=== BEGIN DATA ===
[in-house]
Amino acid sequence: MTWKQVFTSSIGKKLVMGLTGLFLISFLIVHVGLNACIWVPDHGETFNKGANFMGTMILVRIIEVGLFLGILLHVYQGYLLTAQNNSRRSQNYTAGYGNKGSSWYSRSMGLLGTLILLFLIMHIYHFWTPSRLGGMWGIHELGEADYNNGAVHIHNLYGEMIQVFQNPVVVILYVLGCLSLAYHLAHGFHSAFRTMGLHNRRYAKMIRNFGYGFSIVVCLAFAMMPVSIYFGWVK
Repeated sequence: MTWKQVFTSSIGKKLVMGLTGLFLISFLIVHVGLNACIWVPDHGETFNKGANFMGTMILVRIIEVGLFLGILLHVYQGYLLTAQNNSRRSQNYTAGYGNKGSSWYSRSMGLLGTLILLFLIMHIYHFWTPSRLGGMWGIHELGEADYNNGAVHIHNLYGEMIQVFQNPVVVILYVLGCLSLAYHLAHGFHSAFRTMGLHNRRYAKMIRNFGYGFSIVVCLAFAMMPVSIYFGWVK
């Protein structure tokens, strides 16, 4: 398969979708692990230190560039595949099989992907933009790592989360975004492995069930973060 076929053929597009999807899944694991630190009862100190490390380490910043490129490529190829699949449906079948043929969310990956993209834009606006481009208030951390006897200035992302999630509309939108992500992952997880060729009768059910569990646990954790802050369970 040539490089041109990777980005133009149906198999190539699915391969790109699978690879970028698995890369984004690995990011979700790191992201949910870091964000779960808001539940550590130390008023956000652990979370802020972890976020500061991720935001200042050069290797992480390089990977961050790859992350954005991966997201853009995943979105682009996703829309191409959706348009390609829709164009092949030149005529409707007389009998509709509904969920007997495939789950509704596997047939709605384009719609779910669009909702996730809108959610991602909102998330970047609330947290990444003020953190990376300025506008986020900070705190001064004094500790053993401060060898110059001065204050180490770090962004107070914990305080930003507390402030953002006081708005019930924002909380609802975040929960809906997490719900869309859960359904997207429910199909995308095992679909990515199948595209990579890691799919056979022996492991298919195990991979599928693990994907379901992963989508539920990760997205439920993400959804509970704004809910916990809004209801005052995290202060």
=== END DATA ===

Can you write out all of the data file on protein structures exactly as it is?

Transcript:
[in-house]
Amino acid sequence: MTWKQVFTSSIGKKLVMGLTGLFLISFLIVHVGLNACIWVPDHGETFNKGANFMGTMILVRIIEVGLFLGILLHVYQGYLLTAQNNSRRSQNYTAGYGNKGSSWYSRSMGLLGTLILLFLIMHIYHFWTPSRLGGMWGIHELGEADYNNGAVHIHNLYGEMIQVFQNPVVVILYVLGCLSLAYHLAHGFHSAFRTMGLHNRRYAKMIRNFGYGFSIVVCLAFAMMPVSIYFGWVK
Repeated sequence: MTWKQVFTSSIGKKLVMGLTGLFLISFLIVHVGLNACIWVPDHGETFNKGANFMGTMILVRIIEVGLFLGILLHVYQGYLLTAQNNSRRSQNYTAGYGNKGSSWYSRSMGLLGTLILLFLIMHIYHFWTPSRLGGMWGIHELGEADYNNGAVHIHNLYGEMIQVFQNPVVVILYVLGCLSLAYHLAHGFHSAFRTMGLHNRRYAKMIRNFGYGFSIVVCLAFAMMPVSIYFGWVK
């Protein structure tokens, strides 16, 4: 398969979708692990230190560039595949099989992907933009790592989360975004492995069930973060 076929053929597009999807899944694991630190009862100190490390380490910043490129490529190829699949449906079948043929969310990956993209834009606006481009208030951390006897200035992302999630509309939108992500992952997880060729009768059910569990646990954790802050369970 040539490089041109990777980005133009149906198999190539699915391969790109699978690879970028698995890369984004690995990011979700790191992201949910870091964000779960808001539940550590130390008023956000652990979370802020972890976020500061991720935001200042050069290797992480390089990977961050790859992350954005991966997201853009995943979105682009996703829309191409959706348009390609829709164009092949030149005529409707007389009998509709509904969920007997495939789950509704596997047939709605384009719609779910669009909702996730809108959610991602909102998330970047609330947290990444003020953190990376300025506008986020900070705190001064004094500790053993401060060898110059001065204050180490770090962004107070914990305080930003507390402030953002006081708005019930924002909380609802975040929960809906997490719900869309859960359904997207429910199909995308095992679909990515199948595209990579890691799919056979022996492991298919195990991979599928693990994907379901992963989508539920990760997205439920993400959804509970704004809910916990809004209801005052995290202060």